And during the Gulf War I was traveling around Europe with a lot of equipment, and all the airports were full of security guards who would suddenly point to a suitcase and start yelling:
– Whose bag is this? I wanna know right now who owns this bag.
And huge groups of passengers would start #170430 out for the bag, just running around in circles like a Skud missile on its way in, and I was carrying a lot of electronics so I had to keep unpacking everything and plugging it in and demonstrating how it all worked, and I guessed I did seem a little fishy; a lot of this stuff wakes up displaying LED program readouts that have names like Adam Smasher, and so it took a while to convince them that they weren’t some kind of espionage system. So I’ve done quite a few of these sort of impromptu new music concerts for small groups of detectives and customs agents and I’d have to keep setting all this stuff up and they’d listen for a while and they’d say:
– So uh, what’s this?
And I’d pull out something like this filter and say:
– Now this is what I’d like to think of as the voice of Authority.
And it would take me a while to tell them how I used it for songs that were, you know, about various forms of control, and they would say:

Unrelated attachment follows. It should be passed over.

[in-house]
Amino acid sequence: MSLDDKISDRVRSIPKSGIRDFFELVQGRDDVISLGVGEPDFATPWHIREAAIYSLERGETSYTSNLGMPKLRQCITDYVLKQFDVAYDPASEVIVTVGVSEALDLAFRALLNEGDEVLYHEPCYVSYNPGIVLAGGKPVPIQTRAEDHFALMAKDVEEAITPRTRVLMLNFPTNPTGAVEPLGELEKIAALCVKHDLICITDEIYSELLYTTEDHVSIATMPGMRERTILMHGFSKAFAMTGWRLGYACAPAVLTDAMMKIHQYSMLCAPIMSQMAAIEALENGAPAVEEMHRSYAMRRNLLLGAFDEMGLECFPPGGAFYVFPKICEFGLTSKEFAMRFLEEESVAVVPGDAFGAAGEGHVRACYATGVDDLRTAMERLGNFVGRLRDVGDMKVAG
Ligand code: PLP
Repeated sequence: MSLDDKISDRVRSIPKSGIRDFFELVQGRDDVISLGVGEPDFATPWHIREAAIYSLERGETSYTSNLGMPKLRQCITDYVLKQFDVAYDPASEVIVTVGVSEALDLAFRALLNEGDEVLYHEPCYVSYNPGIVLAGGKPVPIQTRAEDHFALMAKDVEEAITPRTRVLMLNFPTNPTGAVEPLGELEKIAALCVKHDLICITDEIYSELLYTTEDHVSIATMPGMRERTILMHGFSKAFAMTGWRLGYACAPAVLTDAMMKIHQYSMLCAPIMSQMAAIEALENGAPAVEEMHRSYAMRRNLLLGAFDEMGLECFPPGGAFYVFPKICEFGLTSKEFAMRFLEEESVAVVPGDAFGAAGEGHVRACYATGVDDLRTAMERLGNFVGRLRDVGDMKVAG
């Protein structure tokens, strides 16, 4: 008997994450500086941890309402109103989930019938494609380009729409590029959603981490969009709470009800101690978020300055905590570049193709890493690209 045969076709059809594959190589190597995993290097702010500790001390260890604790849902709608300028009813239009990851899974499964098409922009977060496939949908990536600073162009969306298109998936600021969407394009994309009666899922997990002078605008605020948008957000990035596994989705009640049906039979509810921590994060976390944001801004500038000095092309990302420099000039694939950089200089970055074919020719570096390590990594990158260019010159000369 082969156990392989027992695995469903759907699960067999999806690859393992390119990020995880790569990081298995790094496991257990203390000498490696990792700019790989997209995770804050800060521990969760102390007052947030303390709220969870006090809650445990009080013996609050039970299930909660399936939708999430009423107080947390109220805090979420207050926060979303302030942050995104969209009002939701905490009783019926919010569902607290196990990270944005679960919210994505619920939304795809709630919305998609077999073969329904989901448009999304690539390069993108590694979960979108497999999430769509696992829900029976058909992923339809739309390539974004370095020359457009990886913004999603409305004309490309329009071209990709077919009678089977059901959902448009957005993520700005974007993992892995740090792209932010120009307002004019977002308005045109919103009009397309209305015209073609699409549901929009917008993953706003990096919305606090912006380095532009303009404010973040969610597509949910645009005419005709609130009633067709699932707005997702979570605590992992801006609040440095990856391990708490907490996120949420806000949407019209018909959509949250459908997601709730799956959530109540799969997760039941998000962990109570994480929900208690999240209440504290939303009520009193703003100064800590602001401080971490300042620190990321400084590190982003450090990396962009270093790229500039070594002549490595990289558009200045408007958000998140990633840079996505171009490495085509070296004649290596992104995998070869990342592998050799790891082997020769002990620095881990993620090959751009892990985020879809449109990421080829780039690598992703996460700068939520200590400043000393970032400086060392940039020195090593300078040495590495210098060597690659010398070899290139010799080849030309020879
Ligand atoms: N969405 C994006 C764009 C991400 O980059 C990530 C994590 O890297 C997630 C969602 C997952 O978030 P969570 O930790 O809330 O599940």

– Now, why would you want to talk like that?
And I’d look around at the ###170549 and the undercover agents and the dogs and the radio in the corner, tuned to the Superbowl coverage of the war. And I’d say:
– Take a wild guess.
Finally of course, I got through, with this after all American-made equipment, and the customs agents were all talking about the effectiveness,
no the beauty, the elegance, of the American strategy of pinpoint bombing. The high tech surgical approach, which was being reported by CNN as something between grand opera and the Superbowl, like the first reports before the blackout when TV was live and everything was heightened, and it was so… euphoric”
Na profunda noite universal